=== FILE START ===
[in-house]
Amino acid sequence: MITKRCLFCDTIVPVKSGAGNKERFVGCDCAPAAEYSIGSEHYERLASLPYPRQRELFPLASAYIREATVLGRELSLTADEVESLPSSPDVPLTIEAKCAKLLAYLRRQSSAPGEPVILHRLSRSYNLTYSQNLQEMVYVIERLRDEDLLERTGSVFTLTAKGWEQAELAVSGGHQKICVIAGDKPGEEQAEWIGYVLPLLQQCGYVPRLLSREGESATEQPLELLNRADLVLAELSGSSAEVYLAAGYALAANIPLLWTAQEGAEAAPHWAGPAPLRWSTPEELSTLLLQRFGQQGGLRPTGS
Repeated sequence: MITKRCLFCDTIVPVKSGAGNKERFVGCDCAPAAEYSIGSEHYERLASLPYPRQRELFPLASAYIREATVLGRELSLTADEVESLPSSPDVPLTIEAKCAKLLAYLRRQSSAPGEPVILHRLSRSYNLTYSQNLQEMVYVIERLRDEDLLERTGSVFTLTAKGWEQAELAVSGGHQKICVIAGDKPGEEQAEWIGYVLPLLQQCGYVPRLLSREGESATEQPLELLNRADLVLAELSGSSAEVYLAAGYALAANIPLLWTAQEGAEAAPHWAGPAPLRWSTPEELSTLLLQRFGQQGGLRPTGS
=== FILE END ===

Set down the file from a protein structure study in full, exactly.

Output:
[in-house]
Amino acid sequence: MITKRCLFCDTIVPVKSGAGNKERFVGCDCAPAAEYSIGSEHYERLASLPYPRQRELFPLASAYIREATVLGRELSLTADEVESLPSSPDVPLTIEAKCAKLLAYLRRQSSAPGEPVILHRLSRSYNLTYSQNLQEMVYVIERLRDEDLLERTGSVFTLTAKGWEQAELAVSGGHQKICVIAGDKPGEEQAEWIGYVLPLLQQCGYVPRLLSREGESATEQPLELLNRADLVLAELSGSSAEVYLAAGYALAANIPLLWTAQEGAEAAPHWAGPAPLRWSTPEELSTLLLQRFGQQGGLRPTGS
Repeated sequence: MITKRCLFCDTIVPVKSGAGNKERFVGCDCAPAAEYSIGSEHYERLASLPYPRQRELFPLASAYIREATVLGRELSLTADEVESLPSSPDVPLTIEAKCAKLLAYLRRQSSAPGEPVILHRLSRSYNLTYSQNLQEMVYVIERLRDEDLLERTGSVFTLTAKGWEQAELAVSGGHQKICVIAGDKPGEEQAEWIGYVLPLLQQCGYVPRLLSREGESATEQPLELLNRADLVLAELSGSSAEVYLAAGYALAANIPLLWTAQEGAEAAPHWAGPAPLRWSTPEELSTLLLQRFGQQGGLRPTGS